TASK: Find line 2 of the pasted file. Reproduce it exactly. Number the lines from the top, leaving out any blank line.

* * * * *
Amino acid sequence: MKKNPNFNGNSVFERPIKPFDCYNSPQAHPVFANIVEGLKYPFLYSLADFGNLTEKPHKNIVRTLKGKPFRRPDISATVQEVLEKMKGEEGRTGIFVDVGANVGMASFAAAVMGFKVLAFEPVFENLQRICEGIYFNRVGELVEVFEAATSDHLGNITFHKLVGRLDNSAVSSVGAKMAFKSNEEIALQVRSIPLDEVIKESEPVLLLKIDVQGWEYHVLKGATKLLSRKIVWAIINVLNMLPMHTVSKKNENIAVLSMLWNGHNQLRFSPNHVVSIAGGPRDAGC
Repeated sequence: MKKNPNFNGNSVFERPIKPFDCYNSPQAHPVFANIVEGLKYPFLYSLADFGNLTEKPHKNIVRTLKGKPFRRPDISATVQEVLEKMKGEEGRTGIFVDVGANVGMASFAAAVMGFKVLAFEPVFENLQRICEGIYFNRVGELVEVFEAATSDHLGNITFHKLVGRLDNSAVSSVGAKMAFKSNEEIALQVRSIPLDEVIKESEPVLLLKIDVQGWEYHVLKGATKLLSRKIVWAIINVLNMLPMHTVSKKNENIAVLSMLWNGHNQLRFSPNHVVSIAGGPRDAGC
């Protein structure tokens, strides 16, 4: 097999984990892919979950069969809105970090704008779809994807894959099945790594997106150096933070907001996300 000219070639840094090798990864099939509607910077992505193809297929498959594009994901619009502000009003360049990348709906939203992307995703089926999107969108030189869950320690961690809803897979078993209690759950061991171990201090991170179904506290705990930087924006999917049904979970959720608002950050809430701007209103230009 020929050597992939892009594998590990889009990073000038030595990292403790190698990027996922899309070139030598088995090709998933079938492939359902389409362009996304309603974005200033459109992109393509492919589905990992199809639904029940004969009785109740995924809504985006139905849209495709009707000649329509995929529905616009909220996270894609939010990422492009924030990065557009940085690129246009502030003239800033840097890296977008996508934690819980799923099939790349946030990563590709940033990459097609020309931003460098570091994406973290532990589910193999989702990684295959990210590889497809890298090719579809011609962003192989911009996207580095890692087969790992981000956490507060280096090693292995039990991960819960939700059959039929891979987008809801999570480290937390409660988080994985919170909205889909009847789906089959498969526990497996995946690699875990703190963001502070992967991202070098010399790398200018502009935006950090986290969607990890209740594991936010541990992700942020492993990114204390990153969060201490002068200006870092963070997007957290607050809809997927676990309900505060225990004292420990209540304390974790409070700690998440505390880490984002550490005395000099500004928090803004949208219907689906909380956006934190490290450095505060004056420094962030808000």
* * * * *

Repeated sequence: MKKNPNFNGNSVFERPIKPFDCYNSPQAHPVFANIVEGLKYPFLYSLADFGNLTEKPHKNIVRTLKGKPFRRPDISATVQEVLEKMKGEEGRTGIFVDVGANVGMASFAAAVMGFKVLAFEPVFENLQRICEGIYFNRVGELVEVFEAATSDHLGNITFHKLVGRLDNSAVSSVGAKMAFKSNEEIALQVRSIPLDEVIKESEPVLLLKIDVQGWEYHVLKGATKLLSRKIVWAIINVLNMLPMHTVSKKNENIAVLSMLWNGHNQLRFSPNHVVSIAGGPRDAGC